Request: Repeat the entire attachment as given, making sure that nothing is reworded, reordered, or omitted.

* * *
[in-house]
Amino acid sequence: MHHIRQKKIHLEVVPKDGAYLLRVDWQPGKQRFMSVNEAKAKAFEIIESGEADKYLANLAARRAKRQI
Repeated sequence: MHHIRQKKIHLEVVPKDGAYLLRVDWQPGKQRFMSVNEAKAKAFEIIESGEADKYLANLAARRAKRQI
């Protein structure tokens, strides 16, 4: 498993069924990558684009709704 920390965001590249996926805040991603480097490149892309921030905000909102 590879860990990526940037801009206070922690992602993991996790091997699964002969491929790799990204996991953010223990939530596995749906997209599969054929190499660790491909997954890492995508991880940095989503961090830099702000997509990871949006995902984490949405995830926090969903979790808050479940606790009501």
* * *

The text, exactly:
[in-house]
Amino acid sequence: MHHIRQKKIHLEVVPKDGAYLLRVDWQPGKQRFMSVNEAKAKAFEIIESGEADKYLANLAARRAKRQI
Repeated sequence: MHHIRQKKIHLEVVPKDGAYLLRVDWQPGKQRFMSVNEAKAKAFEIIESGEADKYLANLAARRAKRQI
């Protein structure tokens, strides 16, 4: 498993069924990558684009709704 920390965001590249996926805040991603480097490149892309921030905000909102 590879860990990526940037801009206070922690992602993991996790091997699964002969491929790799990204996991953010223990939530596995749906997209599969054929190499660790491909997954890492995508991880940095989503961090830099702000997509990871949006995902984490949405995830926090969903979790808050479940606790009501």